Tumulus.JPGThe ancient with the modern: the tumulus in the churchyard

Although not much is known about prehistoric religious systems, it’s widely agreed that there was a strong spiritual…

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Back to the future? …

Sue’s latest news on her son’s garden taking shape.

Sue Vincent's Daily Echo

When I left for the north, my son’s garden was already being stripped back to basics. I was curious to see what might have been done by the time I got back. It had all looked fine before the work started… but beneath the surface of the decking, the garden was rotting and had to be ripped out and replaced.

It was a catalogue of errors that was revealed as the process of stripping the old garden back had begun. Possibly the worst ‘oversight’ was the bridge… with none of its supporting posts even touching the ground, let alone being sensibly concreted into place. We had been going to leave it in… but seeing how little was supporting it changed the plans.

The fish, though, seem to like their new ‘open plan’ pond. There is a lot of speeding around and jumping out to see what is going on… or…

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The Actor

Photo Copyright: Ted Strutz

Here we are again and this week we’re gathered near a large marquee, a theater box office. We’ve come together to discuss our original stories for the week. This is the Friday Fictioneer’s group. Our hostess for the gathering is the talented and gracious author and artist, Rochelle Wisoff-Fields. The challenge for each of us this week and every week is to write a story with no more than 100 words, not counting the title. It’s supposed to have a beginning, middle, end, and be inspired by the picture prompt for the week. This week’s prompt was provided by Ted Strutz. Thanks, Ted. To read the other stories by group members, just click on the link below, then on the smiling frog. Next, follow the given directions. The link for this week’s stories is as follows:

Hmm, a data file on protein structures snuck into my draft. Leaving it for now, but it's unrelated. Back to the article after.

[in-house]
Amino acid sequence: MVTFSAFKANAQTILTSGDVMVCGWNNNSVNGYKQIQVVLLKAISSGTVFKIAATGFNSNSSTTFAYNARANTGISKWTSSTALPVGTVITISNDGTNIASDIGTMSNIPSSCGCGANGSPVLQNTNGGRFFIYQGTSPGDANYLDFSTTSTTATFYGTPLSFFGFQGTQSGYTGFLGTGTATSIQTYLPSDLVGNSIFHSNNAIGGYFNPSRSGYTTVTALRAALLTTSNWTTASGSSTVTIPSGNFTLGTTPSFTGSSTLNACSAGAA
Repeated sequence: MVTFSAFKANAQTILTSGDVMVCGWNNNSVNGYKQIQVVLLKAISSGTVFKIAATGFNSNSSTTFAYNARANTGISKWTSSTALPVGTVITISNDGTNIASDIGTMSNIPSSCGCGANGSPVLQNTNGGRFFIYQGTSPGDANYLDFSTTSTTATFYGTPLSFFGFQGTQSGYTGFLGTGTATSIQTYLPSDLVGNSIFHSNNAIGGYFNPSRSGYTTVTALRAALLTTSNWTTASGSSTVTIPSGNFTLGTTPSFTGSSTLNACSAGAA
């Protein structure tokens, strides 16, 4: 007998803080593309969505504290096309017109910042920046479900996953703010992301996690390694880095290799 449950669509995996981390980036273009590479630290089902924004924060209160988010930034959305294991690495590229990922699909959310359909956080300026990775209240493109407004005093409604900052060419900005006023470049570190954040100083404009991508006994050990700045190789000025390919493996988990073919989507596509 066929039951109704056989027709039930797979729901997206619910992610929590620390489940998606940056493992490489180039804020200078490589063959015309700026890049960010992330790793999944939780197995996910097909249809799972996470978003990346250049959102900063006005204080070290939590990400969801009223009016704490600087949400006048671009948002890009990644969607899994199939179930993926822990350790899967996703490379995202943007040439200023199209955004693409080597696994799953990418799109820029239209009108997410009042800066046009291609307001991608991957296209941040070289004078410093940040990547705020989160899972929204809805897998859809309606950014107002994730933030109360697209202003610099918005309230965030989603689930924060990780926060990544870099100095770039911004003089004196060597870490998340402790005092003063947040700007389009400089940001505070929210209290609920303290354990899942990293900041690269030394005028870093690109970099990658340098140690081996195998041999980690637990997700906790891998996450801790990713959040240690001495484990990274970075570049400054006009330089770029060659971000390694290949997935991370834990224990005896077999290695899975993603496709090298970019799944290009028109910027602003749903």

28 June 2019

Genre: Memoir

Word Count: 98 Words

The Actor by P.S. Joshi

In her Junior year of high school, my daughter tried out for the yearly school play. That year it was “You’re A Good Man Charlie Brown,” and she played Snoopy.

A large dog house sat in stage center.

Sayjal blacked the end of her nose and wore her hair in two side ponytails for ears. Some of her time was spent sitting on top of the dog house. People loved it.

I’d never seen her so excited. She’d found her vocation, auditioned for the theater class, and was accepted.

She graduated from college with a degree in Drama.